SALAVAT, Afghanistan - Canadian forces invaded the village of Salavat this past week in another effort at disrupting a key insurgent staging area ahead of national elections the Taliban are determined to undermine.
The two-day operation saw the deployment of an entire battle group of Canadian infantry, combat engineers and tank crews - several hundred soldiers in all - along with close to 200 more Afghan army and police officers.
"The mission is to destroy the military component of the insurgents in the vicinity of Nakhoney to protect approaches to Kandahar," infantry commander Maj. Steve Jourdain said on the eve of the operation.
"The aim is to clear Salavat, to suppress the insurgents' freedom of movement in the area."
In a briefing to his platoon leaders, Jourdain - a member of the Quebec-based Royal 22e Regiment (the Van Doos) - outlined the plan of action: seal off the entrances and exits to the village of 1,500, then sweep through from the north, searching every compound.
Insurgent activity had been spotted at one compound in particular, a former school, and one platoon was handed the responsibility of going in and securing it.
"No plans survive the start line," Jourdain fretted.
"It's going to be a nightmare."
He had good reason to worry. The "fighting season" had dawned. Direct insurgent attacks were growing more frequent. Roadside bombs were maiming and killing people and crippling vehicles on a daily basis.
In an attempt at dampening the escalating threat, the Canadians were making the first of a series of planned big moves.
At first light Thursday, a large convoy of armoured vehicles and tanks moved from a nearby operating base toward a staging area just outside Salavat - an open field that within an hour had been transformed into a massive military encampment.
The start was not auspicious. An improvised explosive device exploded under an armoured vehicle, injuring three combat engineers - one of them seriously. All had to be flown out and the battle plan quickly rejigged.
One company sealed the exits from the village. Hours later, the array of firepower and manpower had assembled in the staging area, and the invasion began with a tank firing two shells through the outer wall of the former school.
In a tense few moments, an infantry platoon rushed in through the breach.
It was in a similar operation that Pte. Alexandre Peloquin died earlier this month after stepping on an explosive device, and the soldiers were taking no chances.
After checking the site carefully, with one descending to search a bunker that proved empty, they moved to a second residential compound, which intelligence reports indicated the insurgents had also been using.
An interpreter yelled a final warning, and combat engineers blew open the blue metal gate as troops, wary of ambush or booby traps, stormed in. The only signs of a life were few scared chickens.
Soldiers systematically smashed in the locked doors and searched every room, finding only a neat array of domestic items, including a baby crib, plastic flowers, sewing machines, laundry hanging to dry.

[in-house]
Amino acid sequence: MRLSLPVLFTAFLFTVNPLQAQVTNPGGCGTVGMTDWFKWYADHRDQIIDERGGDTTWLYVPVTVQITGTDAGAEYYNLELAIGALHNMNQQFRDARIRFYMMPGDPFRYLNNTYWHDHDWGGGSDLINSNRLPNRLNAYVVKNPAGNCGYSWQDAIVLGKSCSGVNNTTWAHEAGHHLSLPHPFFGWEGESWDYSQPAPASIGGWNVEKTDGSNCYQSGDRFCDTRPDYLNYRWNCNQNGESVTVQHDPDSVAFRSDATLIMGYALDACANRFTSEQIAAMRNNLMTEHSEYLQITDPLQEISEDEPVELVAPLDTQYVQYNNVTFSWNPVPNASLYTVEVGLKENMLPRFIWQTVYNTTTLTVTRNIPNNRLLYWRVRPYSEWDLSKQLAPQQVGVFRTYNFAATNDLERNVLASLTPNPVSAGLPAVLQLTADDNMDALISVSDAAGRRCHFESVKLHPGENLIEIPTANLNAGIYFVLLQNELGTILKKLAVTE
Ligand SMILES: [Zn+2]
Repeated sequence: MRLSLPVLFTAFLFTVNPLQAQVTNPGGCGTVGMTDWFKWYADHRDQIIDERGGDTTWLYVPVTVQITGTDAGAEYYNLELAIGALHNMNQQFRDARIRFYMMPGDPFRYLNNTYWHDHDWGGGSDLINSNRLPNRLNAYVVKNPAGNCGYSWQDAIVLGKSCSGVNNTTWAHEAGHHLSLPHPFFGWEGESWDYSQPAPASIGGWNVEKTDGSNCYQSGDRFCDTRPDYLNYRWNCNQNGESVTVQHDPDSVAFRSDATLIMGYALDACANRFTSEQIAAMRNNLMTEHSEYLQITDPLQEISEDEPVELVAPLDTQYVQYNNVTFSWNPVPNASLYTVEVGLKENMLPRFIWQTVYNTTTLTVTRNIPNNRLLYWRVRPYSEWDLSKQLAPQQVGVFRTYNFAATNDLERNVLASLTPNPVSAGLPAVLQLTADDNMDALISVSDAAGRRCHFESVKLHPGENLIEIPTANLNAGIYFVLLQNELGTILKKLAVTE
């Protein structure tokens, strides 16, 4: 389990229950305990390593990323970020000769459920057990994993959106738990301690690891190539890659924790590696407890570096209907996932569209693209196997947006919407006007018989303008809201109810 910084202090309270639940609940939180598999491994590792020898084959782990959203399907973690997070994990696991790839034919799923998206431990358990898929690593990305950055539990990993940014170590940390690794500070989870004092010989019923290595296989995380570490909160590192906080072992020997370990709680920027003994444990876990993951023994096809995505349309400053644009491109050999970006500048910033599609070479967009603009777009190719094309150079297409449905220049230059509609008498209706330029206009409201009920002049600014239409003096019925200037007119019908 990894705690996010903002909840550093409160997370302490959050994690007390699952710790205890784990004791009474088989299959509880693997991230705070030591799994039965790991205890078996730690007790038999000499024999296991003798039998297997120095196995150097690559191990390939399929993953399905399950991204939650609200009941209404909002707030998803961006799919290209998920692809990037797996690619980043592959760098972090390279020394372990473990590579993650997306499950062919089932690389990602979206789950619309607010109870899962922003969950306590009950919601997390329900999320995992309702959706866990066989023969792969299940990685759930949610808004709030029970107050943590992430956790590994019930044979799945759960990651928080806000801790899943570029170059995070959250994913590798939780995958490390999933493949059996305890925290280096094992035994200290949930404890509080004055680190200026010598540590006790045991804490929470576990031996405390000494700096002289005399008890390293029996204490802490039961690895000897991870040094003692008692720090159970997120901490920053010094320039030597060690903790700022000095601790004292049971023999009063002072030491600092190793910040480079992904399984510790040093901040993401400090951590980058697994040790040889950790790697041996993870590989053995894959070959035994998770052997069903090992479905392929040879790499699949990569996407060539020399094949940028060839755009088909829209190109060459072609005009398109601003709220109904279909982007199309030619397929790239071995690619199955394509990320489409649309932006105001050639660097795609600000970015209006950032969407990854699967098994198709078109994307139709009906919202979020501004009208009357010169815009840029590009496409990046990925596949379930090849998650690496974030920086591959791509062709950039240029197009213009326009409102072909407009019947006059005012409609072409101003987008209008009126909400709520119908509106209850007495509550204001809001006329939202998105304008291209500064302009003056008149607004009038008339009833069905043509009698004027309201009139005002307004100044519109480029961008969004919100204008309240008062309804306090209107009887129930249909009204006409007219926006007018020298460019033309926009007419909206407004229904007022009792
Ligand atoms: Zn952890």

"We did a dynamic breach and just wanted to go in and clear the compounds before occupying them in order to proceed with the advance," said platoon leader Lt. Josh Makuch, another member of the storied Van Doos.
Under the rules of engagement, Canadian soldiers can only smash their way into compounds - a "hard knock" - if they have solid intelligence of Taliban activity. Otherwise, the protocol is to let Afghan soldiers or police do the actual searches - the "soft knock."
For the better part of two days, the Afghans, supported by the Canadians, combed the village and grape fields.
As has become increasingly common in this insurgent war, the Taliban did not show up to fight, melting away like ghosts, leaving some subtle and not-so-subtle signs of their presence.
In one grape field, troops found a stack of "shabnamah" - "night letters," so named because the Taliban secretly distribute them under the cover of dark, nailing them to the doors of frightened villagers.
The neatly printed and photocopied screeds exhort Afghans to unite in holy war to drive the foreign forces out of Afghanistan.
While some villagers simply glared at the influx of soldiers, others chatted and joked with the Afghan troops as the always cautious Canadian soldiers mostly kept their distance.
At one point, a village child notified the Afghan soldiers about an anti-personnel mine found on a path beside a field. A combat engineer blew it up.
By the end of the second day, the mission was deemed complete.
Afghan forces had found about 80 kilograms of explosives, shell casings, military garb and some museum-era weapons. One man was detained.
If nothing else, the Canadians had forced the insurgents to move elsewhere or lie low - at least for the moment.
Jourdain, for one, was able to breathe a little easier.
"It proved to be a real success," he said as the massive array of Canadian firepower melted away from the staging area.